Jerusalem’s Local Planning Committee has approved several plans for construction of new homes in the west and the east of the city. But one plan in particular irked leftist and anti-occupation groups: 540 new housing units to be built in the Har Homa neighborhood in the southeast of Jerusalem, beyond the Green Line.
The new plan includes two 30-floor towers, three buildings 12 floors tall, a large public green space, a new road, spaces designated for future public buildings and another open space for the preservation of an ancient aqueduct. The so-called Har Homa E area is an extension of the existing Har Homa neighborhood toward another Jewish neighborhood in the area called Givat Hamatos.
At present, Givat Hamatos is an area of mobile homes and caravans, but this could change in the near future. Last January, contracts were awarded for the construction of some 1,200 housing units there. These plans were also discussed at the April 7 Local Planning Committee meeting.
If both plans are realized, Israel will achieve territorial continuity in the southeast of Jerusalem, effectively cutting off the West Bank from east Jerusalem. The Palestinian neighborhood Beit Safafa, located to the west of Givat Hamatos, will be isolated from other Palestinian neighborhoods to the east and from Palestinian Bethlehem in the south.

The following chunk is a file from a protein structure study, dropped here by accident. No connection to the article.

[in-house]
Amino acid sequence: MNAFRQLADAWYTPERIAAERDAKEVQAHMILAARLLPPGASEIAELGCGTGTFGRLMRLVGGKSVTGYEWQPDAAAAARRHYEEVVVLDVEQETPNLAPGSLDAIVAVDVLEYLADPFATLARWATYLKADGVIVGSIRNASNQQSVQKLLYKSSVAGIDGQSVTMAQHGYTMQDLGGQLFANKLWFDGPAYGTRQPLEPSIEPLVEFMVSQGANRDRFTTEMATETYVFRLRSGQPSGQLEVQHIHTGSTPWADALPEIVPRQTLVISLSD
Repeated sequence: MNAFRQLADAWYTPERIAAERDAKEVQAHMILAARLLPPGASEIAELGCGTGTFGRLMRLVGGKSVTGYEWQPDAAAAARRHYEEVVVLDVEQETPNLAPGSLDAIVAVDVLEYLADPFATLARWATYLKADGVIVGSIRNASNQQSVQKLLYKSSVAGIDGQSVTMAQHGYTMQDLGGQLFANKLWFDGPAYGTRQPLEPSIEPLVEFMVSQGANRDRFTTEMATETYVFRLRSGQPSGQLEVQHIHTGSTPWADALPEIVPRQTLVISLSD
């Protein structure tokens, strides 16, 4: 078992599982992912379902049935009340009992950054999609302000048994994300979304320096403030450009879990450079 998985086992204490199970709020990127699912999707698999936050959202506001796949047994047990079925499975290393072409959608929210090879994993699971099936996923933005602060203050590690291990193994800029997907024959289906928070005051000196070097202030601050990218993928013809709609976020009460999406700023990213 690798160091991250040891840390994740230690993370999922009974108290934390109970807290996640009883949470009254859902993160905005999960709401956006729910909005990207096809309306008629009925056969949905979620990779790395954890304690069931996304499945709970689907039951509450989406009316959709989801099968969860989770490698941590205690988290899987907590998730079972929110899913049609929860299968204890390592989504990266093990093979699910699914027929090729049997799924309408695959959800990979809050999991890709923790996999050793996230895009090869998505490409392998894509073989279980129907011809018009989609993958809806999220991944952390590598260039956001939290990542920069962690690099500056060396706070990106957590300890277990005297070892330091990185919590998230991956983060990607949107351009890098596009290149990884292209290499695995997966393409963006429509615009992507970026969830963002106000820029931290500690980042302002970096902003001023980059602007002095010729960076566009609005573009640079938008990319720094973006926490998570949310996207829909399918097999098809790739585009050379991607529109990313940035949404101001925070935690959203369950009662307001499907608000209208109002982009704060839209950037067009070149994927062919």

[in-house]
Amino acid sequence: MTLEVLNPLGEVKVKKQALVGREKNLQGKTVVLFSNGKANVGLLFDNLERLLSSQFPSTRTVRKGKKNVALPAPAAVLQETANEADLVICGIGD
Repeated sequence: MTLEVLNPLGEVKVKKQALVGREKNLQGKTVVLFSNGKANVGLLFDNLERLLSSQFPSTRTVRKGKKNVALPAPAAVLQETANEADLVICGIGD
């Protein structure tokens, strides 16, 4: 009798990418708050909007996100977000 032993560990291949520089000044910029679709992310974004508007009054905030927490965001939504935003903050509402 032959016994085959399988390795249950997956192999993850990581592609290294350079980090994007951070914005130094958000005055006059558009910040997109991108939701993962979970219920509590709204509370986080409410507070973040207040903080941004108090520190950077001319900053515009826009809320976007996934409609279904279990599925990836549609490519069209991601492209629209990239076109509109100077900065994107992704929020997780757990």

Israeli construction in the Jerusalem area outside the Green Line has been an internationally sensitive issue for over a decade. The European Union and United States have strongly objected to such plans over the years. While then-Vice President Joe Biden was visiting in 2010, Israel pushed forward plans for the construction of 1,600 housing units in the Ramat Shlomo neighborhood in the north of Jerusalem, across the Green Line. The move sparked a diplomatic incident between Washington and Jerusalem.
Israel would like to built in the E1 area east of Jerusalem to connect the West Bank settlement of Ma’ale Adumim with the Jerusalem municipality. Here, too, the United States and the European Union have been pressuring Israel for years not to build.
If the plans come to fruition, Ramat Shlomo in the north, the E1 zone in the east and Givat Hamatos and Har Homa in the south would envelop Jerusalem outside the Green Line in a large continuous municipal territory.
On April 5, ahead of the committee meeting, the nongovernmental organization Ir Amim warned against the Har Homa E plan. “Portrayed as an extension to Har Homa, the plan will rather establish an entirely new settlement over the Green Line in Jerusalem between Har Homa and Givat Hamatos. … If constructed, Har Homa E along with Givat Hamatos will complete Israeli territorial contiguity along the southern perimeter and sever east Jerusalem from Bethlehem and the southern West Bank, dealing a death blow to the prospect of a viable Palestinian state with east Jerusalem as its capital.’’
Ir Amim also noted that this is the first time since now-President Biden took office that Israel has advanced construction beyond the Green Line, “a move which should be seen as a challenge to the new administration.’’
Jerusalem Deputy Mayor Fleur Hassan-Nahoum dismissed Ir Amim's warning. She noted that the Har Homa plan was just one out of 27 discussed at the meeting, including plans for construction in Arab east Jerusalem neighborhoods.
“There is no drama here,” she said, noting that the planning process began five years ago.